“Our marine environment is a treasured part of our heritage, our past, our present and our future. It also holds an emotional value to us. By studying, monitoring and protecting marine endangered species, we are helping to preserve a key part of Abu Dhabi’s natural heritage for current and future generations,” said H.E Razan Khalifa Al Mubarak, Secretary General at EAD.
“Turtles and their habitats are key indicators of the health of our environment, which must be protected to ensure the sustainable development of our Emirate. Our environment provides us with the natural resources needed to ensure the well-being of our community, now and in the future, and must therefore be well-managed and protected,” Al Mubarak added.
EAD’s Sea Turtle Conservation Programme was initiated in 1999. Aerial and field survey findings indicate that about 5,750 sea turtles inhabit Abu Dhabi waters during the winter season and 6,900 during the summer season.
The Agency, on behalf of the United Arab Emirates, is a member of the IO-SEA (Indian Ocean – South- East Asian) international agreement on Sea Turtle Conservation and Management. As part of its mandate, EAD ensures that Environmental Impact Assessment studies are carried out for any projects that may impact sea turtle habitats.
EAD regularly monitors the turtles’ nesting and foraging habitats – providing vital information on clutch size, incubation period, hatching success and nesting patterns. It also investigates the species’ main causes of mortality in the region which have been identified as drowning in abandoned or illegal fishing nets (48%) followed by boat strikes (25%). EAD collaborates with other organisations such as the Critical National Infrastructure Authority (CNIA), the Supreme Petroleum Council (SPC) and owners of private islands to enforce regulations under Federal Law No. 23 (1999) in order to protect turtle nesting and foraging habitats which fall under their jurisdiction.
Thabit Al Abdessalaam, Director of Biodiversity Management Sector, said: “Sea turtles have swum the Earth’s oceans for over 110 million years. They are among the most highly migratory animals on Earth and they are great indicators for the condition of our marine environments. This is why EAD and its partners have been studying and monitoring these endangered species since 1999. The research we have compiled so far has helped us identify important foraging areas for conservation.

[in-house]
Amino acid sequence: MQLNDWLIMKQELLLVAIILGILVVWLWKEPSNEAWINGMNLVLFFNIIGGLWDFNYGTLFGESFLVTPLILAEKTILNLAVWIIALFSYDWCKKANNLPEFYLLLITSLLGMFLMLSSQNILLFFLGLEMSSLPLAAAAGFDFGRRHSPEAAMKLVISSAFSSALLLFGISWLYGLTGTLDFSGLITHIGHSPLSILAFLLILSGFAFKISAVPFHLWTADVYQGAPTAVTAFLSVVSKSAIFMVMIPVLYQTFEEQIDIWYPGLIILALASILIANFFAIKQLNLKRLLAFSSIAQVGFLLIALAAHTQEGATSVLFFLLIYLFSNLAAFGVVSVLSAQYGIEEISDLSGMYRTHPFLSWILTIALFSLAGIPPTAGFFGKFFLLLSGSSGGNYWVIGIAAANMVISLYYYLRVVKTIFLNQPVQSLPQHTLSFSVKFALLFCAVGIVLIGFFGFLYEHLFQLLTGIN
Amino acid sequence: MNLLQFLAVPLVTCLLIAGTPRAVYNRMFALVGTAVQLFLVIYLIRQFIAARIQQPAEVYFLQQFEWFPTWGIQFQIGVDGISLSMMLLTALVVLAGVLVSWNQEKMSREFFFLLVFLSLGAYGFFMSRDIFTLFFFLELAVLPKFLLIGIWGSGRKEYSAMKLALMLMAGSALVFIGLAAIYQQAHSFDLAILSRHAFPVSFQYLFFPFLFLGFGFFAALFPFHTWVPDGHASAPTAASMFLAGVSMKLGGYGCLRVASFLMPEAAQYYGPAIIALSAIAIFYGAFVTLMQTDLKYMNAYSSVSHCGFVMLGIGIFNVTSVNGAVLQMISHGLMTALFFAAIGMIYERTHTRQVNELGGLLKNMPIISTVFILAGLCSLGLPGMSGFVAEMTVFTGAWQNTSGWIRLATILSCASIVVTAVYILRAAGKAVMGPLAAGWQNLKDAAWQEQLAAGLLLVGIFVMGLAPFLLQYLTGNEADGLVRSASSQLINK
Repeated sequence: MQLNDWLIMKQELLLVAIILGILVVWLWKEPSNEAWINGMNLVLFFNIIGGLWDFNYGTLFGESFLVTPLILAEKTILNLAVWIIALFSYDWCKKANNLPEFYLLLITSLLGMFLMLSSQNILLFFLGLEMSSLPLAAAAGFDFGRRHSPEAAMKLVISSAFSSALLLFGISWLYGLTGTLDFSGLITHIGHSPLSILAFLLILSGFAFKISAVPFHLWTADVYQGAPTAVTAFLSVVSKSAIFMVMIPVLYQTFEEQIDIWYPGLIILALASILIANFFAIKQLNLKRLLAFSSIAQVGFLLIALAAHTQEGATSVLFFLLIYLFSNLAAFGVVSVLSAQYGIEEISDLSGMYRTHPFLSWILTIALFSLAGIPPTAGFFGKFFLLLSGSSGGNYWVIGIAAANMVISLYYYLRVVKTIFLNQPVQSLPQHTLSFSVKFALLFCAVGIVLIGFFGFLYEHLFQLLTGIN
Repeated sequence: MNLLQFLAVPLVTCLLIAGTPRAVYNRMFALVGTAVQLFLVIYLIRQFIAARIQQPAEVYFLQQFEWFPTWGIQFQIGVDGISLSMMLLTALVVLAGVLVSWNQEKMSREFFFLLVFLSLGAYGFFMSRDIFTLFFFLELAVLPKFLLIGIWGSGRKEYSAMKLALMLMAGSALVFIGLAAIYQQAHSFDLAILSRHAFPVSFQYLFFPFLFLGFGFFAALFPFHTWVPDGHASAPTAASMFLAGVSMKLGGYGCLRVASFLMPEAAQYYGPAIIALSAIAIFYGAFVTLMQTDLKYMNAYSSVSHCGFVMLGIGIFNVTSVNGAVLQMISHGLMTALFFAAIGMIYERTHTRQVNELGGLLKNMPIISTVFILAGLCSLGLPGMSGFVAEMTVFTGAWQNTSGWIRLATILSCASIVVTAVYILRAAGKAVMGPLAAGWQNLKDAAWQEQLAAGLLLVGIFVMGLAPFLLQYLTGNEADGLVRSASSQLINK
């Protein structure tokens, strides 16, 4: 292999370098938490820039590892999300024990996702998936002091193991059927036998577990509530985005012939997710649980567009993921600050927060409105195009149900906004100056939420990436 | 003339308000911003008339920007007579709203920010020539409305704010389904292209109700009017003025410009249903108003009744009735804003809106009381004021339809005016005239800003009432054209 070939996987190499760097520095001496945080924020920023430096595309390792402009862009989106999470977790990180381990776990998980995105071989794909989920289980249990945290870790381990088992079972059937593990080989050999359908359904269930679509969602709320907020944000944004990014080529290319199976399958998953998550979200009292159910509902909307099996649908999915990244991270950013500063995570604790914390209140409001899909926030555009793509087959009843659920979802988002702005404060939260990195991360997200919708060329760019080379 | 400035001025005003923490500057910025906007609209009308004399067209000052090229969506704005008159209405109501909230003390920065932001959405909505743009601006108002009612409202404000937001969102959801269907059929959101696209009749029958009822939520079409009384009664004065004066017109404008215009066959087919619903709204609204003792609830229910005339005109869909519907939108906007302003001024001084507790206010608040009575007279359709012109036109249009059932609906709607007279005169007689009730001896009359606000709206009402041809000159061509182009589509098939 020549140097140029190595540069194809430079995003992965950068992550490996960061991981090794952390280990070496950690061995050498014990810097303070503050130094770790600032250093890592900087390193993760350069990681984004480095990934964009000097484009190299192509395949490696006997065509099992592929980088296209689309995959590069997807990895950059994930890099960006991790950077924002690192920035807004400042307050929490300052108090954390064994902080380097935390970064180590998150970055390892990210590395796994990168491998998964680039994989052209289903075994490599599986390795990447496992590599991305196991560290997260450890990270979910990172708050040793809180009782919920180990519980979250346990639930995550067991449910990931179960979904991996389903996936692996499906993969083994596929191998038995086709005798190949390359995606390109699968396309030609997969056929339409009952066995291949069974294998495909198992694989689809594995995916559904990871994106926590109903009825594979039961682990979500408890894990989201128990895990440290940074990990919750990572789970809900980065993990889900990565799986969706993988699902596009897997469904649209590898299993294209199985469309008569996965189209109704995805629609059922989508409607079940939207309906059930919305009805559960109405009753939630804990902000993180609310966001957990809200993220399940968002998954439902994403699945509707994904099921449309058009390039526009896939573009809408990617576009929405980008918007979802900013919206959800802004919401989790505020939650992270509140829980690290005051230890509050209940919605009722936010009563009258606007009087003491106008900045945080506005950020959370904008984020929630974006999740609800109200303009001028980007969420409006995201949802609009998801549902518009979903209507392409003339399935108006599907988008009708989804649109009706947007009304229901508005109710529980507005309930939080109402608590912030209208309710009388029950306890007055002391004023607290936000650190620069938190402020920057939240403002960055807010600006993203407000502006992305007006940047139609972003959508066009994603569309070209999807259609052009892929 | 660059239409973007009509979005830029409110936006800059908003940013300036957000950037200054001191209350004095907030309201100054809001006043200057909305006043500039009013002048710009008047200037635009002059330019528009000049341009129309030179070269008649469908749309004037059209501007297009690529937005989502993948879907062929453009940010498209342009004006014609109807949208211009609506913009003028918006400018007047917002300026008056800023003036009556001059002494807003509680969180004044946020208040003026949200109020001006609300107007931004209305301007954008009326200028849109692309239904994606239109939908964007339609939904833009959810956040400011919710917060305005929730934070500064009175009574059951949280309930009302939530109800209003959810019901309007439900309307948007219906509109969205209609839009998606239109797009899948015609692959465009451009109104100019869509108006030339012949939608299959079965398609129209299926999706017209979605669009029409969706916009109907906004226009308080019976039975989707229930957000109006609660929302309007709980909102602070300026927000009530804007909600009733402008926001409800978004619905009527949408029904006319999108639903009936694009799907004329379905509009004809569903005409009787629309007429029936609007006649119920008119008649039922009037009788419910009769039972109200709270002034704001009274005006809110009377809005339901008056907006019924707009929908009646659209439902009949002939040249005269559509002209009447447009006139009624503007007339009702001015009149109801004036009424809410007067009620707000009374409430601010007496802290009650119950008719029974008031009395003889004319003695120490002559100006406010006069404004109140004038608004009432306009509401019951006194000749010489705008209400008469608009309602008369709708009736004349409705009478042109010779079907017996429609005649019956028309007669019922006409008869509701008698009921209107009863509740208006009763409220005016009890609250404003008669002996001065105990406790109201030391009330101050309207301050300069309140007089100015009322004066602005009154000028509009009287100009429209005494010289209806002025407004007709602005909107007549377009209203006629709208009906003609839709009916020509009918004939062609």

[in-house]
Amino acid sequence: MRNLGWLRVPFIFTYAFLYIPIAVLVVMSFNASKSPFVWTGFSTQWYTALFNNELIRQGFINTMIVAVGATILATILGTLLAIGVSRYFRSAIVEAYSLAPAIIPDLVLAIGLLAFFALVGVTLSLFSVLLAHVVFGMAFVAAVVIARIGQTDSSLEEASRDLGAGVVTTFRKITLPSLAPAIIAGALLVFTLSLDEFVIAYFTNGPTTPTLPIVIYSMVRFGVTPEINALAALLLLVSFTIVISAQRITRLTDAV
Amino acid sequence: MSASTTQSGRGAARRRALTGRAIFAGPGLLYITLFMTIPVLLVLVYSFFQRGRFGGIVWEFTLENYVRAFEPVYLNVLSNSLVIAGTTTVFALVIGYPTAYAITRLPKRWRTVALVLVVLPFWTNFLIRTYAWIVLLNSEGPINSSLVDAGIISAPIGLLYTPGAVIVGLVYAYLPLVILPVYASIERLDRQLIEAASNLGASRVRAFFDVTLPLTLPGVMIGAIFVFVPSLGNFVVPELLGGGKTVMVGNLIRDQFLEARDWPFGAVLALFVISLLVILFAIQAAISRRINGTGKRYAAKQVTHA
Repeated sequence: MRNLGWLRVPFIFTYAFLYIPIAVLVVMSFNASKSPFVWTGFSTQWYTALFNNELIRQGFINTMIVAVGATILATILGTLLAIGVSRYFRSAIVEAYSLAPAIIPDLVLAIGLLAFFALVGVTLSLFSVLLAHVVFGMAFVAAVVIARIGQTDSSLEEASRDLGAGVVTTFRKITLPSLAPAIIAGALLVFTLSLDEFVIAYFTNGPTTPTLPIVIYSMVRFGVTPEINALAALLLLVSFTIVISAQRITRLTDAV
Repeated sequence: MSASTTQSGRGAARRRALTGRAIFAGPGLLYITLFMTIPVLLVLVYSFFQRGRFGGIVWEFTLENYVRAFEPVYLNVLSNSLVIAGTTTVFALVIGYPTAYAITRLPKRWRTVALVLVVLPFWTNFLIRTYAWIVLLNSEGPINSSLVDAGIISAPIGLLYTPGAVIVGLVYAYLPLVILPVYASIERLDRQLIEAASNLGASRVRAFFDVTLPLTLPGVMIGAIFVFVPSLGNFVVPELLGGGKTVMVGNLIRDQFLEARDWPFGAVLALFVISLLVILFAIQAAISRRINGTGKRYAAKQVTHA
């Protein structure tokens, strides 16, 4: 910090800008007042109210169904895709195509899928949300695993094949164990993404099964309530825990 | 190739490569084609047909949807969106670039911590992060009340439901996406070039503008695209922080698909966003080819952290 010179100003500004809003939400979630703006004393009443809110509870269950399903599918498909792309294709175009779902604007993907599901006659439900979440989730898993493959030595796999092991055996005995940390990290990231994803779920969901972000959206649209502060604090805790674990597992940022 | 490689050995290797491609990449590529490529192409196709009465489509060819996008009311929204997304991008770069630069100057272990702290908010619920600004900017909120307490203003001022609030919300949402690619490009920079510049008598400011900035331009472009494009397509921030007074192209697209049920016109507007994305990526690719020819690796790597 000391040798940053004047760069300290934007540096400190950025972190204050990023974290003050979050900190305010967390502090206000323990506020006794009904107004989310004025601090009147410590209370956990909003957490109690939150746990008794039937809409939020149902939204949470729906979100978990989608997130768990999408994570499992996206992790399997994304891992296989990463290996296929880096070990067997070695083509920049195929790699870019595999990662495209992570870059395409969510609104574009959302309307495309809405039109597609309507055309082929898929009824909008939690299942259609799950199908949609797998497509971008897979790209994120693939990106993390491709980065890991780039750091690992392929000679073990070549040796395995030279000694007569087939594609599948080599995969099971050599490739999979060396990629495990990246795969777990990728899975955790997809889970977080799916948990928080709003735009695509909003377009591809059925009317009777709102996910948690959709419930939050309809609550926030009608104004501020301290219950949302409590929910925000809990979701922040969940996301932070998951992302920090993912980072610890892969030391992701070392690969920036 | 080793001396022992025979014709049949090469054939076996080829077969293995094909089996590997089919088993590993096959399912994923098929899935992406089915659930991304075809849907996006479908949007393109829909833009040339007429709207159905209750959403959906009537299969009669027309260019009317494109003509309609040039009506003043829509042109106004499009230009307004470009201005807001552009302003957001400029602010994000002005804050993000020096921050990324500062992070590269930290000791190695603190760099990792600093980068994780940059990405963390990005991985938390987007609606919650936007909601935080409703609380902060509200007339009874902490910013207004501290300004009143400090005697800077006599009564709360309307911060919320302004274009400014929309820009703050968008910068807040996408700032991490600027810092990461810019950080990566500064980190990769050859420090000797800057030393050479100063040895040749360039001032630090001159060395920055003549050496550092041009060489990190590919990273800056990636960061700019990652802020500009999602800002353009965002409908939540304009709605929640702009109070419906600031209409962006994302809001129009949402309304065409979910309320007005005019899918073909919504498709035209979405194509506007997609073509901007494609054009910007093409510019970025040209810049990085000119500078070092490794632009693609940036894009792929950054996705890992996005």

“Raising awareness about these species is a priority for us and we are doing this through ‘The Environment Show with Ask Ali’ series, which will be available to the community at the ‘Bu Tinah Experience’ dome and via our YouTube channel,” said Khansa Al Blouki, Assistant Manager, Campaign Departments.
Of the seven species of marine turtles in the world, two predominantly occur in Abu Dhabi’s waters: the critically endangered Hawksbill turtle (Eretmochelys imbricata) and the endangered Green turtle (Cheloniamydas mydas). Worldwide, the International Union for Conservation of Nature (IUCN) Red List classifies the Hawksbill turtle as ‘critically endangered’.
In Abu Dhabi, most Hawksbill and Green turtles have been spotted in the waters between the islands of Abu Al Abyadh and Bu Tinah, as well as in the waters bordering the islands of Al Yasat and Muhayimat. These areas offer extensive seagrass beds, marine algae and coral reef habitats to the turtles. In Abu Dhabi, turtles nest on at least 17 offshore islands from mid-March to mid-June.
Visitors to the ‘Bu Tinah Experience’ dome on the Abu Dhabi Corniche from September 30 until November 13 can get a closer look at live turtles. The dome gives visitors a glimpse into what makes Bu Tinah Island and its species so unique. It is open every day from 10 am – 10 pm (2 pm – 10 pm on Fridays) and entrance is free for all.
Last night, H.E Dr. Daniel Wani, Southern Sudan Undersecretary for Wildlife, Conservation and Tourism visited the Bu Tinah Experience Dome and voted via SMS in a bid to support the campaign.
At the dome’s eco-cinema, visitors can view the first episode of ‘The Environment Show with Ask Ali’ series, which is dedicated to the critically endangered Hawksbill Turtle. This episode contains extraordinary film footage of a Hawksbill turtle laying eggs on Bu Tinah Island, and of young hatchlings starting their epic journey of life in the Arabian Gulf. It also features EAD’s passionate Emirati biodiversity experts and marine protected area rangers as they carry out their daily work of protecting and conserving.
The episode will be playing from October 3 to October 8 from 10 am – 10 pm every 90 minutes. A new episode of the series will be screened each week at the ‘Experience Bu Tinah’ dome.
Tuesday, October 4- 2011 @ 14:22 UAE local time (GMT+4) Replication or redistribution in whole or in part is expressly prohibited without the prior written consent of Mediaquest FZ LLC.